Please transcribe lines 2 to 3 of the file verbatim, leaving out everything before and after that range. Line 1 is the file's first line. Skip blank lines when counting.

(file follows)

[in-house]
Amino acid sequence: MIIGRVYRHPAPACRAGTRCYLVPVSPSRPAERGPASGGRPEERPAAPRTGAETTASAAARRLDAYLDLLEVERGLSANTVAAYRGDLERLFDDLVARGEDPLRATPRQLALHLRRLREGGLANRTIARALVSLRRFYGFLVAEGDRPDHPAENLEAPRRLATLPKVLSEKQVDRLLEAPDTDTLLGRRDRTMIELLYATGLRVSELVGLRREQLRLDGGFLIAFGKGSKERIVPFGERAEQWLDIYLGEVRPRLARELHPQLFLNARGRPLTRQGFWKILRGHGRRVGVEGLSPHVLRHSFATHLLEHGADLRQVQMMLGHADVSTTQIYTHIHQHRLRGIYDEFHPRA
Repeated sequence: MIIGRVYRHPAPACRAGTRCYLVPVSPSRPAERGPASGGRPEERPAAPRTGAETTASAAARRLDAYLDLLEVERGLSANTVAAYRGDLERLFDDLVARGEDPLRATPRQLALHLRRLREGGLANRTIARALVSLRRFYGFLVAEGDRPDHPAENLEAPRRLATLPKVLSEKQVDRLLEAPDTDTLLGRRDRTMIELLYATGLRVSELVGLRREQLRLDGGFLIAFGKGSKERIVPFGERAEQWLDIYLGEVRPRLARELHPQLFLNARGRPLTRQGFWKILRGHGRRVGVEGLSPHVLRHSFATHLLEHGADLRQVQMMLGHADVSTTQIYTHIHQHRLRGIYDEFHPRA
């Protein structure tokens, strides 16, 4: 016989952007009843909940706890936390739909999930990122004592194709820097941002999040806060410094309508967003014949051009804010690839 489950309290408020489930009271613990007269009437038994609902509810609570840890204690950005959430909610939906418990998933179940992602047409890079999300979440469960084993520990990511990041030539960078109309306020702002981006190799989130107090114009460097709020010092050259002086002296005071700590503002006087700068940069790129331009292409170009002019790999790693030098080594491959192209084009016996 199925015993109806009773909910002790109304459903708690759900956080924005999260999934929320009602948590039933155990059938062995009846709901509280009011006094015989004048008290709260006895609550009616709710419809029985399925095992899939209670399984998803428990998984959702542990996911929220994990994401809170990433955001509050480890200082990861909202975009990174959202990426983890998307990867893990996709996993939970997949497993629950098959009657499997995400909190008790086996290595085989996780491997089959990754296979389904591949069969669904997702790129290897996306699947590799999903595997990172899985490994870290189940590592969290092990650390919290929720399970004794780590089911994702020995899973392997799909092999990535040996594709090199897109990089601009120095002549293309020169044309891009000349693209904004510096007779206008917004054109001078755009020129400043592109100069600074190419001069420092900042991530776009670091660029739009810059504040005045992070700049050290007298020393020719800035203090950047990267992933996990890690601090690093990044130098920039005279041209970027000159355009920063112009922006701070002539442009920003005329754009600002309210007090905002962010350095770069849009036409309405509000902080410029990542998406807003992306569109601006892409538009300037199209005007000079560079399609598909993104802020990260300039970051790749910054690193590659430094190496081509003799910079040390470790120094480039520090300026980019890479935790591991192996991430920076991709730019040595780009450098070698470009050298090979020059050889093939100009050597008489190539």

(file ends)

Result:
Amino acid sequence: MIIGRVYRHPAPACRAGTRCYLVPVSPSRPAERGPASGGRPEERPAAPRTGAETTASAAARRLDAYLDLLEVERGLSANTVAAYRGDLERLFDDLVARGEDPLRATPRQLALHLRRLREGGLANRTIARALVSLRRFYGFLVAEGDRPDHPAENLEAPRRLATLPKVLSEKQVDRLLEAPDTDTLLGRRDRTMIELLYATGLRVSELVGLRREQLRLDGGFLIAFGKGSKERIVPFGERAEQWLDIYLGEVRPRLARELHPQLFLNARGRPLTRQGFWKILRGHGRRVGVEGLSPHVLRHSFATHLLEHGADLRQVQMMLGHADVSTTQIYTHIHQHRLRGIYDEFHPRA
Repeated sequence: MIIGRVYRHPAPACRAGTRCYLVPVSPSRPAERGPASGGRPEERPAAPRTGAETTASAAARRLDAYLDLLEVERGLSANTVAAYRGDLERLFDDLVARGEDPLRATPRQLALHLRRLREGGLANRTIARALVSLRRFYGFLVAEGDRPDHPAENLEAPRRLATLPKVLSEKQVDRLLEAPDTDTLLGRRDRTMIELLYATGLRVSELVGLRREQLRLDGGFLIAFGKGSKERIVPFGERAEQWLDIYLGEVRPRLARELHPQLFLNARGRPLTRQGFWKILRGHGRRVGVEGLSPHVLRHSFATHLLEHGADLRQVQMMLGHADVSTTQIYTHIHQHRLRGIYDEFHPRA